In Ontario, garlic, a cool-season crop, is planted in the fall and harvested the following summer. This Factsheet provides information on the types of garlic grown in Ontario, garlic production from planting to storage, and pest control and weed management.
Garlic (Allium sativum) belongs to the Alliaceae family, the same family as onions, shallots and leeks. The majority of Ontario-grown garlic is sold to the fresh market as whole, fresh bulbs, green garlic or scapes. Processed products such as garlic spreads or chopped garlic are also sold, but to a lesser extent.
Garlic is a perennial plant that requires a cold period to initiate growth. In Ontario, garlic is grown as a winter annual — planted in the fall and harvested the following summer. Although fall planting is recommended, it is possible to plant in the spring. Place planting stock in cold storage prior to planting to allow proper bulb development.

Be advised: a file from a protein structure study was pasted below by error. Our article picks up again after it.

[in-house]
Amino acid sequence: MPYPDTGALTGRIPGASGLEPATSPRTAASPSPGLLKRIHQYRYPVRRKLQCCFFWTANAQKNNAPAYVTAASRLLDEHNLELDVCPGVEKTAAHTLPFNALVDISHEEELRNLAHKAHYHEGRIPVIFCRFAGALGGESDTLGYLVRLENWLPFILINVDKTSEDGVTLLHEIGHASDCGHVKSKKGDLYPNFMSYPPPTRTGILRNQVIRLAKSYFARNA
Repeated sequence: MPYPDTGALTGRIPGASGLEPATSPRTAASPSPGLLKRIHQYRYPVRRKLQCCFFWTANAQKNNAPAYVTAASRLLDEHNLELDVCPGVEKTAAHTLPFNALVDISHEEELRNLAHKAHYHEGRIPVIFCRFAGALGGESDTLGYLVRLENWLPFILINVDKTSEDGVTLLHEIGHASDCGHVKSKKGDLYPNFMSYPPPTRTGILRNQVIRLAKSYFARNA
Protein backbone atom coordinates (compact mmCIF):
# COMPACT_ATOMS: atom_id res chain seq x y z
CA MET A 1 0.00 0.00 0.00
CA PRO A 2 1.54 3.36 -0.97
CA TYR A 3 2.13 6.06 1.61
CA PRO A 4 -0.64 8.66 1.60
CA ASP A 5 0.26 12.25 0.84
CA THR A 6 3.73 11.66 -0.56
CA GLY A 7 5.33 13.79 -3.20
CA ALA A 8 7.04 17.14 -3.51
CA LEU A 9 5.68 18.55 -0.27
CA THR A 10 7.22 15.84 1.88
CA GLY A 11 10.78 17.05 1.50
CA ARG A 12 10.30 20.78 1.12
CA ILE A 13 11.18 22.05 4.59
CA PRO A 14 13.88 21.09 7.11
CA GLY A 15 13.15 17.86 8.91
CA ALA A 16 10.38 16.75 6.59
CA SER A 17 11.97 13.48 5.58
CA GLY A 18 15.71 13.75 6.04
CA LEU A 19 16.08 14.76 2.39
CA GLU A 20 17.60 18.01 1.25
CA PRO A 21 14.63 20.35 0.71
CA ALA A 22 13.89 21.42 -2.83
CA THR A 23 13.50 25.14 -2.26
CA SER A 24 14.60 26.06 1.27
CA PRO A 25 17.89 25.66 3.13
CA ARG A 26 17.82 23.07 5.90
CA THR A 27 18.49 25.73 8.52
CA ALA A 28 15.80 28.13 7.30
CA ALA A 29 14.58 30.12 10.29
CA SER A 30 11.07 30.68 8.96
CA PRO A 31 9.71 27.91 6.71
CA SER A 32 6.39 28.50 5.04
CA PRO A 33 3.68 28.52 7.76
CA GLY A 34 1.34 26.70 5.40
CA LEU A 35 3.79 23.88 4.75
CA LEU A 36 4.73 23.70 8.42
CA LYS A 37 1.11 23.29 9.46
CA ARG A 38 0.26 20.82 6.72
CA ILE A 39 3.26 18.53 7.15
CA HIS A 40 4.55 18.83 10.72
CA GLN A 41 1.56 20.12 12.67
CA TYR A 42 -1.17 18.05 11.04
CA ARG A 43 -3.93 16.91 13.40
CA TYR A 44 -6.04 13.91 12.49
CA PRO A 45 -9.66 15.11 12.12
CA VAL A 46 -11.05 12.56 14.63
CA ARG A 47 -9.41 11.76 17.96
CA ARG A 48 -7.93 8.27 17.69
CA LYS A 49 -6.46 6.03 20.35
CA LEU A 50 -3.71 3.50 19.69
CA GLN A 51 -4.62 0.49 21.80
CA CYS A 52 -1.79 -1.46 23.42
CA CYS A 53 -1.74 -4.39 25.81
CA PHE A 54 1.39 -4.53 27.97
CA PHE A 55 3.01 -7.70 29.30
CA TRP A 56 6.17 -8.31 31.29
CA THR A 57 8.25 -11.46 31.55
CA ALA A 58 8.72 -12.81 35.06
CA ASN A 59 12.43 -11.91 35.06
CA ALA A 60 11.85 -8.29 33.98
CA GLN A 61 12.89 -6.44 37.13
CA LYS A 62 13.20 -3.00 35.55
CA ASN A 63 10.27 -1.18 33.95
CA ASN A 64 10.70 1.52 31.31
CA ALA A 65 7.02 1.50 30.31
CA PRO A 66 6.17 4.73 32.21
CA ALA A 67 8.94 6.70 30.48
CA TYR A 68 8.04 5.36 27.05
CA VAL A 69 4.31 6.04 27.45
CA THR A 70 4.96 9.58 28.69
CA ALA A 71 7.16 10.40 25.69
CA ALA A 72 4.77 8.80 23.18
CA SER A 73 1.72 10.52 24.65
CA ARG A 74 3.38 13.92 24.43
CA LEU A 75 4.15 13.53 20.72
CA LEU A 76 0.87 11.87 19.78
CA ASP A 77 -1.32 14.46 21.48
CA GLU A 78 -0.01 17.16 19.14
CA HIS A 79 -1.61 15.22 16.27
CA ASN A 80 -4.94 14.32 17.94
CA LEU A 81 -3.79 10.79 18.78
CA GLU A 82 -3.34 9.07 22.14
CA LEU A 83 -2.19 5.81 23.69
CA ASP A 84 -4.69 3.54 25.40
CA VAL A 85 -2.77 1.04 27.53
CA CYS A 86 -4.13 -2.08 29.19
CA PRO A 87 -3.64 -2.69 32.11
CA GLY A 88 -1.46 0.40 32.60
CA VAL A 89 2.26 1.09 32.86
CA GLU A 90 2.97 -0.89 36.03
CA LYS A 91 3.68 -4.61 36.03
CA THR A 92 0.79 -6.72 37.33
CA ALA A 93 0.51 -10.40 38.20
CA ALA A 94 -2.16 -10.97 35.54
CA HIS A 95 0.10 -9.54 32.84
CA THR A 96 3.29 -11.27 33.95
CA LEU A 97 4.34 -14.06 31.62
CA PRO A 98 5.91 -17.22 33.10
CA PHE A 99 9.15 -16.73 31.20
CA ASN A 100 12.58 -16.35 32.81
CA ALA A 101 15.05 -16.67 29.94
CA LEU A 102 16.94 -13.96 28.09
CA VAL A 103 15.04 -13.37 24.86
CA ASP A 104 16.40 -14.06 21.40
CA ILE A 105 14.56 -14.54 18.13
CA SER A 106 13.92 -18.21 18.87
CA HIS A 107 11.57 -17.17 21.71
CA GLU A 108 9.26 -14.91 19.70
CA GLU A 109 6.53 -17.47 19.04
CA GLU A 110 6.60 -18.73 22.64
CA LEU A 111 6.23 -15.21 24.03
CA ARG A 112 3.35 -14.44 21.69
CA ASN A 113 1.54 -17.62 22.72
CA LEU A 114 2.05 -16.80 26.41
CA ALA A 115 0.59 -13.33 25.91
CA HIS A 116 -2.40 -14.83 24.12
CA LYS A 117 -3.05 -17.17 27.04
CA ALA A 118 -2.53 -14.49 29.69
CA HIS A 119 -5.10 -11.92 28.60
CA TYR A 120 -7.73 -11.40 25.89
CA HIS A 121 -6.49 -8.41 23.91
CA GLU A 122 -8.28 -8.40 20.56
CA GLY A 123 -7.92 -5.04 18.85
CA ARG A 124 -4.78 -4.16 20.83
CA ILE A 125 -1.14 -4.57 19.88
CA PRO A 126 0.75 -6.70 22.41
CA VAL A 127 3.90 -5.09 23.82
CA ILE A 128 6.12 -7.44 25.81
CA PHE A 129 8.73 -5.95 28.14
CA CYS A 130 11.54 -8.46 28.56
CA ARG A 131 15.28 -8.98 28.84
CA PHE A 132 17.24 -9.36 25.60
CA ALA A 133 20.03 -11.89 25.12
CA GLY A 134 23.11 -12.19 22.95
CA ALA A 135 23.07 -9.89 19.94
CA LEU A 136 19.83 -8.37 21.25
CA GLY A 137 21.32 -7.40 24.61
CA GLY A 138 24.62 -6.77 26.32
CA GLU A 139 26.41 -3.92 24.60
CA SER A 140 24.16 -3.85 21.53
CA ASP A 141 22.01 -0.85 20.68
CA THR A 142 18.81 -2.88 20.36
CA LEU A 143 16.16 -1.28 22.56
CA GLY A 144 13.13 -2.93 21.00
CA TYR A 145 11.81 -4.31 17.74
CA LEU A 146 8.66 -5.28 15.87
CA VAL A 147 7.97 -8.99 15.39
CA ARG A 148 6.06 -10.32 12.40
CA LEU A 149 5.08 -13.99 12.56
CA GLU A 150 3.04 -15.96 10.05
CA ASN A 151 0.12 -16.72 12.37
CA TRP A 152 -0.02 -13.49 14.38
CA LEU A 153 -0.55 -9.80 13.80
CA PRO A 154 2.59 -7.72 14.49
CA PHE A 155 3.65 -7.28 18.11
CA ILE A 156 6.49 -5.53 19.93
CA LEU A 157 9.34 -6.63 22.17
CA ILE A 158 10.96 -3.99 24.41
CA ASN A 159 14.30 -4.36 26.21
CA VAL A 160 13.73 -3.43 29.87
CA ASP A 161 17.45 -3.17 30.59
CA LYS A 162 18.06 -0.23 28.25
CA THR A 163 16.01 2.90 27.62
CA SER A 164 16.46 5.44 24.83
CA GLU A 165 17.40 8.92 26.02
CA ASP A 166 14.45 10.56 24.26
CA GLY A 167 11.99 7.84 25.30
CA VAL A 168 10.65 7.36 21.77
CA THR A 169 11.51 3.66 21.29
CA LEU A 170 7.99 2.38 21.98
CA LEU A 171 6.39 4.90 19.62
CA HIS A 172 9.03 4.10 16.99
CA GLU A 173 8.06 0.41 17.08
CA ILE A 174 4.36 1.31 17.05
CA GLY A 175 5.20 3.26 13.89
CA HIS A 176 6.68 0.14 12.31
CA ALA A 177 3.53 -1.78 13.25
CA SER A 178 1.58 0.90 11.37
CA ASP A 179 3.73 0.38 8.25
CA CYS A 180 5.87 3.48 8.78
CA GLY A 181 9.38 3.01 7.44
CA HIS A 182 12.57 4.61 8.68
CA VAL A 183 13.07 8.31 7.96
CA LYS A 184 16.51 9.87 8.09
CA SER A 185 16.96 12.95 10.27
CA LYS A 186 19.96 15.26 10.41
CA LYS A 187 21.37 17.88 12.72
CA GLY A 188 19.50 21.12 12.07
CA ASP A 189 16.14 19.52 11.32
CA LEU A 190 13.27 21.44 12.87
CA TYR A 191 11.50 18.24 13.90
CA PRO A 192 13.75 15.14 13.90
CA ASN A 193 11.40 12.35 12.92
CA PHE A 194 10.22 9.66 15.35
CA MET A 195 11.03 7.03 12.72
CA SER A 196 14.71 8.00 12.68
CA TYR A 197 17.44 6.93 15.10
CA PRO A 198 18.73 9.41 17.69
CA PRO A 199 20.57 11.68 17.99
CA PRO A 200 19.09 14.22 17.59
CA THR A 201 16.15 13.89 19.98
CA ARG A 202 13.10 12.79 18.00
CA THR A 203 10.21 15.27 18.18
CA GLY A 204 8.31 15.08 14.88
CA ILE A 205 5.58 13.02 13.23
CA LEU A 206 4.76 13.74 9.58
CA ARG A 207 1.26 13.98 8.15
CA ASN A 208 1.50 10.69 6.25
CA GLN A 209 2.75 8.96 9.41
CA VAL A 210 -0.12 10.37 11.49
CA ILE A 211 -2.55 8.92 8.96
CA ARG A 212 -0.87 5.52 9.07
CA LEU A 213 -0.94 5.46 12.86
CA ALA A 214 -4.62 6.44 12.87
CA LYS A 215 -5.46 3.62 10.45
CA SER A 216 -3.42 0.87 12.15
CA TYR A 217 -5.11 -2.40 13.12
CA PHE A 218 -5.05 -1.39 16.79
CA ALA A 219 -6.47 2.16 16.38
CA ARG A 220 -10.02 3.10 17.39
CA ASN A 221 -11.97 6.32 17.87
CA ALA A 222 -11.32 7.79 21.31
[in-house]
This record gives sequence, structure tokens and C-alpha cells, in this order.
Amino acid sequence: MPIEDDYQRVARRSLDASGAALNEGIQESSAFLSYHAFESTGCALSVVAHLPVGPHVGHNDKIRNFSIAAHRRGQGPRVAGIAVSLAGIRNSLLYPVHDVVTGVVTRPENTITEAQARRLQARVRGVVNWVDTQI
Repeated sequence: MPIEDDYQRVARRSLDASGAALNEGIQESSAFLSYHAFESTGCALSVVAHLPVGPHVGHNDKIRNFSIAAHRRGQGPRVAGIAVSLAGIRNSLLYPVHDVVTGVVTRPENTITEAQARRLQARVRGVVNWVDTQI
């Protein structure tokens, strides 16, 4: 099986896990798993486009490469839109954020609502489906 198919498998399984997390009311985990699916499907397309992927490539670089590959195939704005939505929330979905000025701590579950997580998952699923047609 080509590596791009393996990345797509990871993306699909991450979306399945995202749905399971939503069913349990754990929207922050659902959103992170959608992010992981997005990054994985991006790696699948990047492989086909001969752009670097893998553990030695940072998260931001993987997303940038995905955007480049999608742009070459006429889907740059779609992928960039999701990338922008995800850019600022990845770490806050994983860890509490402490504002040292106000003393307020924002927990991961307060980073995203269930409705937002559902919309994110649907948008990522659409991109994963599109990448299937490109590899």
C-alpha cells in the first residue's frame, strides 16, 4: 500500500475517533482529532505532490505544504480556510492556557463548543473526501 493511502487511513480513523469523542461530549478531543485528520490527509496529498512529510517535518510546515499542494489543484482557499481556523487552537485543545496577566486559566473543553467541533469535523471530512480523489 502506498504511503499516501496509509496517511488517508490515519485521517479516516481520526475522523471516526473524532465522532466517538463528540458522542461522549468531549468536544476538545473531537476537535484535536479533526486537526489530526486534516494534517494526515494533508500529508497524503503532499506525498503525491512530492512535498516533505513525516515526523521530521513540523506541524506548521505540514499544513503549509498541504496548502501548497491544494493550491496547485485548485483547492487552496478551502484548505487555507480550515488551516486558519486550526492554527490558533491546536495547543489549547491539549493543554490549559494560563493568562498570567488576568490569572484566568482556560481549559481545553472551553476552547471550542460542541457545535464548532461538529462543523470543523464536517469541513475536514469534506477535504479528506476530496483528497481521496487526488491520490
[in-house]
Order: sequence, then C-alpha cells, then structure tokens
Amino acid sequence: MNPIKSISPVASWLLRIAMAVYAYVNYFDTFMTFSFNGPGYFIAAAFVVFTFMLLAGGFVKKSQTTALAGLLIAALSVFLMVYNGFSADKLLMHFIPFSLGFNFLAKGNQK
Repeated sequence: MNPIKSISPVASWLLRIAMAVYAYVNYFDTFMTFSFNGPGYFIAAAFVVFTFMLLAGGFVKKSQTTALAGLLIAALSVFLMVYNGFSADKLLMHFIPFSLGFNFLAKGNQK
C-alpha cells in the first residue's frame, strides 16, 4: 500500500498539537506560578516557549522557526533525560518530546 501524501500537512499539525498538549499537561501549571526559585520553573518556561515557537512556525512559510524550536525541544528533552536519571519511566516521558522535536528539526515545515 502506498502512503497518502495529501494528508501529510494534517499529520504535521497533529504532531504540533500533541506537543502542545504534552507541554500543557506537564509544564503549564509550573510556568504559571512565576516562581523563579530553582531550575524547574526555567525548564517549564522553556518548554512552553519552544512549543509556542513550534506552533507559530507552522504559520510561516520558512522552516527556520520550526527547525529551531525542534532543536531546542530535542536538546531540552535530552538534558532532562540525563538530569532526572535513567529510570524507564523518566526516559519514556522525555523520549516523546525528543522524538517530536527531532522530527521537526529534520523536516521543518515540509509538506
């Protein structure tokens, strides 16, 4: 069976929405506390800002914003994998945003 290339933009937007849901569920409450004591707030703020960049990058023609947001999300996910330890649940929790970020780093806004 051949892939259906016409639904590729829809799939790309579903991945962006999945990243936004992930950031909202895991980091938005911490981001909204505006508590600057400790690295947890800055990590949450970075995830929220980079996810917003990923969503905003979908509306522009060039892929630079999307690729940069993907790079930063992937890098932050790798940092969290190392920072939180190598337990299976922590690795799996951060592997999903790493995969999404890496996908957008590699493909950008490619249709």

It is critical that garlic not be planted too early or too late in the fall. Planting depth is also important. If planted too early or not deep enough, there is a risk that shoots will emerge above the soil surface and be prone to winter injury. If planted too late, there is a risk that cloves will not develop adequate root systems and will not be winter hardy. It is also important that cloves are planted with the pointed side up. Although cloves planted upside down will develop, they often have a curved shoot and misshapen bulbs.